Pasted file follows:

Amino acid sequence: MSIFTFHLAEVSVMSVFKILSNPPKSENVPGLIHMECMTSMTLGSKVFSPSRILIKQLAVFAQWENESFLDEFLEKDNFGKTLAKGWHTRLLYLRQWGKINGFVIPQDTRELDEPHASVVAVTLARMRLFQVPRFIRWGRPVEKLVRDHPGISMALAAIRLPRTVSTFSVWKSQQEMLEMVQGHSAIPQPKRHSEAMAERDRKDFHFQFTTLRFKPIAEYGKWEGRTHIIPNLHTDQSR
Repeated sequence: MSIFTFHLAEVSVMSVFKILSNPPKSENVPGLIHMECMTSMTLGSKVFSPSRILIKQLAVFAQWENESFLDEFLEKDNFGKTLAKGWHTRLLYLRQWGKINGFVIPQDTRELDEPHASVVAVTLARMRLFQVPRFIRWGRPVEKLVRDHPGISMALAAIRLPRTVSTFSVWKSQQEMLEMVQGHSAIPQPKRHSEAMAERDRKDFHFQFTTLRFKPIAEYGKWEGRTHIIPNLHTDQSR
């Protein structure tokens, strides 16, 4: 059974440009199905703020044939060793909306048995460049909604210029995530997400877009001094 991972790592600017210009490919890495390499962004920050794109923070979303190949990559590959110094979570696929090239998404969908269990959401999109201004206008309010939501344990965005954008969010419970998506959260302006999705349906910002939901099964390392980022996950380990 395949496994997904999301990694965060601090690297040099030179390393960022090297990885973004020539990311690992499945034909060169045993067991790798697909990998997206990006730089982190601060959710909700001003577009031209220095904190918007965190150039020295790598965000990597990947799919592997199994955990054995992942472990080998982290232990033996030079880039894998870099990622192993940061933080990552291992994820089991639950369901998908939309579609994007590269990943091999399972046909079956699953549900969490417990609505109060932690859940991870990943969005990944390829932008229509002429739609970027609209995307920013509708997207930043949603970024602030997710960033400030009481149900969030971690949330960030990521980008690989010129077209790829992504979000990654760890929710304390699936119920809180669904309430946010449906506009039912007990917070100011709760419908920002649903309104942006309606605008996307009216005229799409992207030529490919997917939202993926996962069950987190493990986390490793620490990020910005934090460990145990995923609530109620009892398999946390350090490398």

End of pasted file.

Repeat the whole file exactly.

Amino acid sequence: MSIFTFHLAEVSVMSVFKILSNPPKSENVPGLIHMECMTSMTLGSKVFSPSRILIKQLAVFAQWENESFLDEFLEKDNFGKTLAKGWHTRLLYLRQWGKINGFVIPQDTRELDEPHASVVAVTLARMRLFQVPRFIRWGRPVEKLVRDHPGISMALAAIRLPRTVSTFSVWKSQQEMLEMVQGHSAIPQPKRHSEAMAERDRKDFHFQFTTLRFKPIAEYGKWEGRTHIIPNLHTDQSR
Repeated sequence: MSIFTFHLAEVSVMSVFKILSNPPKSENVPGLIHMECMTSMTLGSKVFSPSRILIKQLAVFAQWENESFLDEFLEKDNFGKTLAKGWHTRLLYLRQWGKINGFVIPQDTRELDEPHASVVAVTLARMRLFQVPRFIRWGRPVEKLVRDHPGISMALAAIRLPRTVSTFSVWKSQQEMLEMVQGHSAIPQPKRHSEAMAERDRKDFHFQFTTLRFKPIAEYGKWEGRTHIIPNLHTDQSR
């Protein structure tokens, strides 16, 4: 059974440009199905703020044939060793909306048995460049909604210029995530997400877009001094 991972790592600017210009490919890495390499962004920050794109923070979303190949990559590959110094979570696929090239998404969908269990959401999109201004206008309010939501344990965005954008969010419970998506959260302006999705349906910002939901099964390392980022996950380990 395949496994997904999301990694965060601090690297040099030179390393960022090297990885973004020539990311690992499945034909060169045993067991790798697909990998997206990006730089982190601060959710909700001003577009031209220095904190918007965190150039020295790598965000990597990947799919592997199994955990054995992942472990080998982290232990033996030079880039894998870099990622192993940061933080990552291992994820089991639950369901998908939309579609994007590269990943091999399972046909079956699953549900969490417990609505109060932690859940991870990943969005990944390829932008229509002429739609970027609209995307920013509708997207930043949603970024602030997710960033400030009481149900969030971690949330960030990521980008690989010129077209790829992504979000990654760890929710304390699936119920809180669904309430946010449906506009039912007990917070100011709760419908920002649903309104942006309606605008996307009216005229799409992207030529490919997917939202993926996962069950987190493990986390490793620490990020910005934090460990145990995923609530109620009892398999946390350090490398």